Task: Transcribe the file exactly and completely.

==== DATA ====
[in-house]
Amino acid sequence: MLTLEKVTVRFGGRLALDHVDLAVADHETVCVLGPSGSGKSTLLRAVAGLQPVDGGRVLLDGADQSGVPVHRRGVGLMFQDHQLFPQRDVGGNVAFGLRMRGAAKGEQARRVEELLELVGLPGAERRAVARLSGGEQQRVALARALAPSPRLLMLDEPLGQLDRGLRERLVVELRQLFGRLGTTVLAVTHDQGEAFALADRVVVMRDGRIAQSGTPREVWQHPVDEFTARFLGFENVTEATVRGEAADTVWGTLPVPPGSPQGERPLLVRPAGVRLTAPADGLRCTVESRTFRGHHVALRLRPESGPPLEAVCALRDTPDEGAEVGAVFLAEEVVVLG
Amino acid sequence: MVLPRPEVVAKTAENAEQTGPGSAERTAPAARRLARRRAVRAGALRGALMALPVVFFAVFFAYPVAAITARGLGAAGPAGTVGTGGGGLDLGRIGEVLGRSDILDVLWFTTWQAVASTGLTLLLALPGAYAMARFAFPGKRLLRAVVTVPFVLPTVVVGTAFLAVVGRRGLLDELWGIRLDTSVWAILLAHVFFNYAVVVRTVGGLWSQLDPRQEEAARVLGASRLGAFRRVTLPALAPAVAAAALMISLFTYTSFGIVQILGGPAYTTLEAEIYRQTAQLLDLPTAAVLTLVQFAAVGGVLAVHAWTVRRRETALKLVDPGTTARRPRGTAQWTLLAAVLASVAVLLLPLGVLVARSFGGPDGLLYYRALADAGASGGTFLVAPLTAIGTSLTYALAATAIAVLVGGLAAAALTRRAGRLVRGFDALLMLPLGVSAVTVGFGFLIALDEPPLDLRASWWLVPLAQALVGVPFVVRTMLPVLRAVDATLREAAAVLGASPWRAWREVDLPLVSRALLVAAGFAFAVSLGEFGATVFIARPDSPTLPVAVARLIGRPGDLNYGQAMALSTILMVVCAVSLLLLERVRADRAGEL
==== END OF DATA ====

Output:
[in-house]
Amino acid sequence: MLTLEKVTVRFGGRLALDHVDLAVADHETVCVLGPSGSGKSTLLRAVAGLQPVDGGRVLLDGADQSGVPVHRRGVGLMFQDHQLFPQRDVGGNVAFGLRMRGAAKGEQARRVEELLELVGLPGAERRAVARLSGGEQQRVALARALAPSPRLLMLDEPLGQLDRGLRERLVVELRQLFGRLGTTVLAVTHDQGEAFALADRVVVMRDGRIAQSGTPREVWQHPVDEFTARFLGFENVTEATVRGEAADTVWGTLPVPPGSPQGERPLLVRPAGVRLTAPADGLRCTVESRTFRGHHVALRLRPESGPPLEAVCALRDTPDEGAEVGAVFLAEEVVVLG
Amino acid sequence: MVLPRPEVVAKTAENAEQTGPGSAERTAPAARRLARRRAVRAGALRGALMALPVVFFAVFFAYPVAAITARGLGAAGPAGTVGTGGGGLDLGRIGEVLGRSDILDVLWFTTWQAVASTGLTLLLALPGAYAMARFAFPGKRLLRAVVTVPFVLPTVVVGTAFLAVVGRRGLLDELWGIRLDTSVWAILLAHVFFNYAVVVRTVGGLWSQLDPRQEEAARVLGASRLGAFRRVTLPALAPAVAAAALMISLFTYTSFGIVQILGGPAYTTLEAEIYRQTAQLLDLPTAAVLTLVQFAAVGGVLAVHAWTVRRRETALKLVDPGTTARRPRGTAQWTLLAAVLASVAVLLLPLGVLVARSFGGPDGLLYYRALADAGASGGTFLVAPLTAIGTSLTYALAATAIAVLVGGLAAAALTRRAGRLVRGFDALLMLPLGVSAVTVGFGFLIALDEPPLDLRASWWLVPLAQALVGVPFVVRTMLPVLRAVDATLREAAAVLGASPWRAWREVDLPLVSRALLVAAGFAFAVSLGEFGATVFIARPDSPTLPVAVARLIGRPGDLNYGQAMALSTILMVVCAVSLLLLERVRADRAGEL